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Graphics Card Design and Features

The new GeForce GTX 780 looks like a copy of the GeForce GTX Titan except for the text on the cooler casing and the lack of memory chips on the reverse side of the PCB.

You may be pleased to know that the GeForce GTX 780 has the same highlighting on its top edge as the Titan:

The new graphics card is equipped with three video outputs: dual-link DVI-I and DVI-D, HDMI 1.4a and DisplayPort 1.2.

Thus, you can connect as many monitors to the GTX 780 simultaneously as to the Titan. There are no differences in terms of the power and SLI connectors:


The PCB of early samples of the GeForce GTX 780 card is an exact copy of the Titan’s PCB.

Except for the mentioned changes on the reverse side of the PCB, everything is identical. The GPU voltage regulator includes six phases based on DrMOS transistors, and there are three more phases for the memory chips and PLL.

Like on the Titan, the power system is managed by an NCP4206 controller from ON Semiconductor.

It is possible that off-the-shelf GeForce GTX 780s will have a different PCB, though.

The GPU of our sample was manufactured in Taiwan on the 36th week of 2012. So, Nvidia had working GK110 chips as far back as the early September of the last year.

The GPU die is 561 sq. mm large and marked as GK110-300-A1 (the Titan die is marked as GK-110-400-A1). Just as officially specified, the GPU is clocked at 867/902 MHz in 3D applications at a voltage of 1.162 volts. The clock rate is dropped to 324 MHz in 2D applications and the voltage is lowered to 0.875 volts.

On the face side of the PCB, under thermal pads, there are 12 FCBGA-packaged chips of GDDR5 memory for a total capacity of 3 gigabytes. These Samsung Semiconductor chips are marked as K4G20325FD-FC03:

In 3D mode the GeForce GTX 780 has a memory frequency of 6008 MHz. Coupled with the 384-bit bus, this yields a peak bandwidth of 288.4 GB/s, just as with the Titan.

The latest version of the GPU-Z utility is already familiar with the GeForce GTX 780:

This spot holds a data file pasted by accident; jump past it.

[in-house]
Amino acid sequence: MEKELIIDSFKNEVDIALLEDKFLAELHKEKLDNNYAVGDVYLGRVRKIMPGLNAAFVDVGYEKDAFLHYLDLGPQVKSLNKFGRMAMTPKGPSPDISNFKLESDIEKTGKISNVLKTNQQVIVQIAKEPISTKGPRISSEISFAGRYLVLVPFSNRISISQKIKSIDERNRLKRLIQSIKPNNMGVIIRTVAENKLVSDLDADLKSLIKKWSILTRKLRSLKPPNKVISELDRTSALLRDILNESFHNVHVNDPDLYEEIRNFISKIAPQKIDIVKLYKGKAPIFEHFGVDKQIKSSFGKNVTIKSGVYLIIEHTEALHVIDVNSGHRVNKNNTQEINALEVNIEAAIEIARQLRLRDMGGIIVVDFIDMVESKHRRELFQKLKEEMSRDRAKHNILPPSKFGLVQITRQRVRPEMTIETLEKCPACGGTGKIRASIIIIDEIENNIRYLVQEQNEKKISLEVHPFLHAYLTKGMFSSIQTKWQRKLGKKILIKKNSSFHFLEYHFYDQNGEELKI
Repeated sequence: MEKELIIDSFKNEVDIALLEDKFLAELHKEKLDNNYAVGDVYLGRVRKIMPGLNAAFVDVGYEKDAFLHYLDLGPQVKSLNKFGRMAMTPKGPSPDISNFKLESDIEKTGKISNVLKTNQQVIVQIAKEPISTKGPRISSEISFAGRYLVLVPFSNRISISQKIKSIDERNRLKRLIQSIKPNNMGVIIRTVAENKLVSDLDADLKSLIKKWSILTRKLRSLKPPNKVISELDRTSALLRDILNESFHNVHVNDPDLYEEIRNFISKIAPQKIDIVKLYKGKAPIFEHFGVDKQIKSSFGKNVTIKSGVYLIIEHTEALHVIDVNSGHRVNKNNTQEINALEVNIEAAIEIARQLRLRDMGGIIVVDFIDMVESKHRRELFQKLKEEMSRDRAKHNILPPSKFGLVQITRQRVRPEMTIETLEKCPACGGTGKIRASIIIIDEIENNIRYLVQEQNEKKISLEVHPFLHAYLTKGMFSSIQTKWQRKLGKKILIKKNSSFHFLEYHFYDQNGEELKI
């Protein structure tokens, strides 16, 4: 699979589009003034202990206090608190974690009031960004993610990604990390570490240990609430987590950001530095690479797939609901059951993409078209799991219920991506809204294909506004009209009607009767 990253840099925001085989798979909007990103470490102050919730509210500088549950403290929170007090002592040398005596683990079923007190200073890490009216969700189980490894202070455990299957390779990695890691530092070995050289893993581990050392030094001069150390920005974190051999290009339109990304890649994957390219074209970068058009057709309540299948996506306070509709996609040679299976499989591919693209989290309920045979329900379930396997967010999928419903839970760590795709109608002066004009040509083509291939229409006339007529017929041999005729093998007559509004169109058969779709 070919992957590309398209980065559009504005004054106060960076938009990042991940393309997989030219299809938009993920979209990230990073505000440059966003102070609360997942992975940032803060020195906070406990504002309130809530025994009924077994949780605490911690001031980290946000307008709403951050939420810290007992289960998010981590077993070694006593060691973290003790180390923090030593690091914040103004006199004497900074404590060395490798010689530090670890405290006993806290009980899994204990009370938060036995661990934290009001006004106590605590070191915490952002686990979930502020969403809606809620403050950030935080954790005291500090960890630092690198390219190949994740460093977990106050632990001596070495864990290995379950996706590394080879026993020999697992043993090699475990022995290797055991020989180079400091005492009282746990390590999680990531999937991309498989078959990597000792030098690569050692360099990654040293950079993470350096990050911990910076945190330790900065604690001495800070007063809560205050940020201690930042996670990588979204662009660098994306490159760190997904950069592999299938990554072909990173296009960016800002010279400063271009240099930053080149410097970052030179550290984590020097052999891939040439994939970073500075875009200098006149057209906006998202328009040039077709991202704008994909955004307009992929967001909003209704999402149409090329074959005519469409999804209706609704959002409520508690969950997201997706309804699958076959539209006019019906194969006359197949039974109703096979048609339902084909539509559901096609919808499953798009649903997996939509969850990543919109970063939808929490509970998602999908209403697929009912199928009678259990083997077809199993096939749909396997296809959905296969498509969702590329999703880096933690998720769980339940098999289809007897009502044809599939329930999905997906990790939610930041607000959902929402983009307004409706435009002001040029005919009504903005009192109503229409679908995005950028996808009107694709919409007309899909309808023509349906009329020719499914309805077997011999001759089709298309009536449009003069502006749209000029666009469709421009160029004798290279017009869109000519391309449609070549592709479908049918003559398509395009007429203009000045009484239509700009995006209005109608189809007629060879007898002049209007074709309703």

The cooling system is a copy of the Titan's, too. It has a vapor chamber in its base, an aluminum heatsink, a metallic frame and a radial fan with optimized rotation speed.

The hot air from the cooler is exhausted out of the computer case.

The GeForce GTX 780 features a new adaptive fan regulation algorithm, so the fan changes its speed smoothly under 3D loads.

To check out the card’s temperature we used five runs of the Aliens vs. Predator (2010) benchmark at the highest visual quality settings, at a resolution of 2560x1440 pixels, and with 16x anisotropic filtering and 4x MSAA.

We used MSI Afterburner 3.0.0 beta 10 and GPU-Z version 0.7.1 for monitoring of temperatures inside the closed system case, which configuration is discussed in detail in the following chapter of the review. All tests were performed at 25°C room temperature.

With the cooler’s fan regulated automatically, the GPU quickly got as hot as 82°C and stayed like that for the duration of our test. The fan accelerated to 2350 RPM to prevent a further temperature rise.

Auto fan mode

Max fan speed

When the radial fan was rotating at its maximum 4270 RPM, the GPU was only 57°C hot. We can also note that the peak GPU clock rate was 1006 rather than 902 MHz during our tests (the Power and Temp Targets had been set at their maximums). That’s GPU Boost 2.0 for you.

The noise level of each cooler was measured between 1:00 and 3:00 AM in a closed room about 20 m2 big using CENTER-321 electronic noise meter. The noise level for each cooler was tested outside the system case when the only noise sources in the lab were the cooler and its fan. The noise meter was installed on a tripod and was always at a 150 mm distance from the cooler fan rotor. The tested cooling systems were placed at the edge of the desk on a sheet of polyurethane foam. The lowest noise reading our noise meter device can register is 29.8 dBA and the subjectively comfortable noise level in these testing conditions was around 36 dBA (do not mix it up with low noise level). The fan(s) rotation speed was adjusted in the entire supported range using our in-house controller by changing the voltage with 0.5 V increment.

The noise level of the Nvidia GeForce GTX 780 is compared in the diagram with that of the reference AMD Radeon HD 7970 GHz Edition:

Indeed, Nvidia’s card is quieter throughout the entire speed range. Even at the maximum speed of its fan, the GeForce GTX 780 is not as loud as the Radeon HD 7970 GHz Edition. On the other hand, the new card can't be called really quiet in 3D applications. 3-5 minutes into a benchmark or 3D game, the sound of the GTX 780's cooler would rise above the background noise of our computer. At the speed of 2350 RPM we’ve seen above in the temperature tests the noise level was too high for the card to be called comfortable. It is only in 2D mode that the GeForce GTX 780 would quiet down and get lost among the other computer noises. Hopefully, the original GeForce GTX 780 cards with alternative coolers that have been already announced aplenty will be both cool and quiet.

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